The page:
The latest UK House Price Index for June, which includes data for the week after the Brexit vote, shows an annual house price rise of 8.7%.
This means the average cost of a property in the UK hit £213,927 in June, after increasing by 1% since May.
Annual growth in England stood at 9.3% during June, while growth in Wales was recorded at 4.9%.
In Scotland annual growth was 4.6% and figures for Q2 2016 show annual growth of 7.8% in Northern Ireland.
The best monthly growth was recorded in Northern Ireland (3.8%), followed by Scotland (2.7%), Wales (1.2%) and then England (0.8%).
The East of England has now overtaken London as the region with the highest annual property growth at 14.3%.
In June, the capital recorded annual house price growth of 12.6%, bringing the average property value up to almost £475,000.
The lowest annual house price growth, meanwhile, was recorded in the North East at just 1.5%.
The highest monthly growth was recorded in the South East at 1.5%, while the most significant monthly price falls were recorded in the West Midlands and the North East, both at -0.2%.
John Goodall, chief executive and co-founder of Landbay says that Brexit uncertainty alone was not enough to derail the UK's housing market in June.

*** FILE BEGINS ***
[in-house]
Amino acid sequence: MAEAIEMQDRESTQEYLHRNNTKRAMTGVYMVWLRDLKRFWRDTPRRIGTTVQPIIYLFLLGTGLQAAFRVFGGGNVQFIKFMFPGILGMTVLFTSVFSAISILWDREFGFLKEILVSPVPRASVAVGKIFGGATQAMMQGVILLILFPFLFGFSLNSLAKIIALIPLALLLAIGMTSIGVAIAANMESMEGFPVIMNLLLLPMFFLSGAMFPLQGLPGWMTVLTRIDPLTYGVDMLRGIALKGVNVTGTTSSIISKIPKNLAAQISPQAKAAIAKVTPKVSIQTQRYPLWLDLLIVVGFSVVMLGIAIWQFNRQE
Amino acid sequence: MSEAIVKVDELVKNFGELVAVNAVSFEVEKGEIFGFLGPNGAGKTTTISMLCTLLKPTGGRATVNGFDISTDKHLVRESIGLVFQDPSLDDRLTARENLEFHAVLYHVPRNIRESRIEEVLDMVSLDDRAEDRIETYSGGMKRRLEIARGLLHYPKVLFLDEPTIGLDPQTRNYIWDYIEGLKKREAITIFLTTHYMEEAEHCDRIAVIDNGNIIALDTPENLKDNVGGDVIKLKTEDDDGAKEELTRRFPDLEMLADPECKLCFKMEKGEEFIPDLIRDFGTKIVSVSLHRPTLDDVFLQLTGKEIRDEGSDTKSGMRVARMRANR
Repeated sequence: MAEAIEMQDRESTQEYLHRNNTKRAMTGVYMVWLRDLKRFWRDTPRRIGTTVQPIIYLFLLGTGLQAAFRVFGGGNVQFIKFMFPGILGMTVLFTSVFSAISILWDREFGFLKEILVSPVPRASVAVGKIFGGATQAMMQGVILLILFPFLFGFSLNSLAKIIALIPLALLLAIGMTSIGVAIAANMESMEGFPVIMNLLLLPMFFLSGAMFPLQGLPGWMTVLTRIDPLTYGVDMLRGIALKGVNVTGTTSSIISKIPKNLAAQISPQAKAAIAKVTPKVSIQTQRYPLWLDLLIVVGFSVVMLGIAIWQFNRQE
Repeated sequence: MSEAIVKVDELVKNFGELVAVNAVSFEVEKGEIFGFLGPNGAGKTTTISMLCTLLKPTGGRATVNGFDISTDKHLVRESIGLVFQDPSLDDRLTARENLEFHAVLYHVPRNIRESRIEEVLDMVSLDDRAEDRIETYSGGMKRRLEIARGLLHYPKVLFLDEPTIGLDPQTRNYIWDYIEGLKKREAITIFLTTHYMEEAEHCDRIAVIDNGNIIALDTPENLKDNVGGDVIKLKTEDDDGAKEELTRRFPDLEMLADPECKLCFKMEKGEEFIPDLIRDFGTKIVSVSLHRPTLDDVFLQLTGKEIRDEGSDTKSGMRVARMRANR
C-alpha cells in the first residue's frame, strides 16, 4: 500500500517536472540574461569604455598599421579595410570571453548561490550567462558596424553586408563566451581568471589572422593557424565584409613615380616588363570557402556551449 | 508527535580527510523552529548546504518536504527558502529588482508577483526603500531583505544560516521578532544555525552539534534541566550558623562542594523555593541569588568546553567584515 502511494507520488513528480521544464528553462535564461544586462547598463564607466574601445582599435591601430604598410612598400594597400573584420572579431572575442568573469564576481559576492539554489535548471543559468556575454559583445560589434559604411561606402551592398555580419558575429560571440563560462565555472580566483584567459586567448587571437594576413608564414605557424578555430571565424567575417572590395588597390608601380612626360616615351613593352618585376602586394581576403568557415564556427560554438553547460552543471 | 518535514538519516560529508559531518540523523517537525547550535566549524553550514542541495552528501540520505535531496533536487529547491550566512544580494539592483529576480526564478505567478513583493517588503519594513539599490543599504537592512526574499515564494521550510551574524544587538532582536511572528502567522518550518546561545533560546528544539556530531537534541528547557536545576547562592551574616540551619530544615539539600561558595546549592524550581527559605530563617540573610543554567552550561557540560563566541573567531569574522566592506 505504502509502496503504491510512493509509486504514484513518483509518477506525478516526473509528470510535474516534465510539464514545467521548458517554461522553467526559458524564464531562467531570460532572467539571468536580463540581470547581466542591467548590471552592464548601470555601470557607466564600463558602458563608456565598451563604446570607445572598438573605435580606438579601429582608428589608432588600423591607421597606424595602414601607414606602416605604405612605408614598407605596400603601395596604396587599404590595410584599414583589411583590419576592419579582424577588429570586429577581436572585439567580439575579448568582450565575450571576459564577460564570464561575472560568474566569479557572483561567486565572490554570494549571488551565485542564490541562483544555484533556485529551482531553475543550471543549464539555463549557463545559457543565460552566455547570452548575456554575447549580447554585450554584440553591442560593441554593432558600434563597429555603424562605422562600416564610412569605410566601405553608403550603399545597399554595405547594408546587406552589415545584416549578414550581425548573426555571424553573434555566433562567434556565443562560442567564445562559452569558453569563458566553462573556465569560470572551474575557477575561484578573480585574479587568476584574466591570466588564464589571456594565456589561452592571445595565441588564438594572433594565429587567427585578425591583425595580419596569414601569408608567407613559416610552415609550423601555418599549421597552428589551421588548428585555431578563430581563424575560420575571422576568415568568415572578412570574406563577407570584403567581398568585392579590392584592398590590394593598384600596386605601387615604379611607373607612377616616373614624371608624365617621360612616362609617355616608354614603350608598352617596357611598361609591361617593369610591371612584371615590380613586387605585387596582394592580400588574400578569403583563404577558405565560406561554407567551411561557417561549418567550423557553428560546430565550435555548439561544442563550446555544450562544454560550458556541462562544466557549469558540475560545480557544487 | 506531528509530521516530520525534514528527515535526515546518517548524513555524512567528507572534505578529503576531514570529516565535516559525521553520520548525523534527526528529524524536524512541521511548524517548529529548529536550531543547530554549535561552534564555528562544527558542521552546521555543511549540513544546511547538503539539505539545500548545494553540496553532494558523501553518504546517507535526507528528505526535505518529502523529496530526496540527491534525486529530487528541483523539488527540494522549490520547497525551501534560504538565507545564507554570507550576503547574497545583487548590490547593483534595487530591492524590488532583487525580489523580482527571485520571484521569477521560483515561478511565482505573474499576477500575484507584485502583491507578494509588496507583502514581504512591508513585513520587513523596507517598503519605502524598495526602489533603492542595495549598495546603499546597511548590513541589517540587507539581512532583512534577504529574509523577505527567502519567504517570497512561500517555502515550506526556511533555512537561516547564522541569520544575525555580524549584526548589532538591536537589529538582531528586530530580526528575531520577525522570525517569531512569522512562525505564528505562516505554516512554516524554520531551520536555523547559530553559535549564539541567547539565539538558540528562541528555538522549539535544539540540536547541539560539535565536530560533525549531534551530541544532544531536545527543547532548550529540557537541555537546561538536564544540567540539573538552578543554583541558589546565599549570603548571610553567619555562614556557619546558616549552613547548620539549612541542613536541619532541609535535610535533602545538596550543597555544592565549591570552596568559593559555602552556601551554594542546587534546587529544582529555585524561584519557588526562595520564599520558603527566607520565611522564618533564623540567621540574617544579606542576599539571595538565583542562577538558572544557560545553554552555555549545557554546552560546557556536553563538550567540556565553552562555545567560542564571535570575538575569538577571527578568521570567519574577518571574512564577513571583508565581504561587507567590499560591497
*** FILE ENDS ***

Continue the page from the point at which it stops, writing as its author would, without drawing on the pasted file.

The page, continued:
"High demand drove the uplift in prices, with mortgage lending volumes jumping 16% in June alone," he says.
"Of course all eyes will be on next month’s figures, and early indications suggest house prices growth cooled slightly in July."
It's still too early to see the effect of the referendum vote, according to Ian Thomas, co-founder and director of LendInvest.
He says, though, that one area where there is certainty is on the issue of supply.
"We simply aren’t building anywhere near enough homes to meet demand, and the biggest housebuilders are taking a cautious tone about doing more since the Brexit vote," says Thomas.
"The Government must throw its weight behind measures to support homebuilders of all sizes if we are to tackle the housing crisis.”
Meanwhile, Graham Davidson, managing director of Sequre Property Investment, says that it's encouraging to see that house price growth didn't stall in the run-up to the vote on June 23.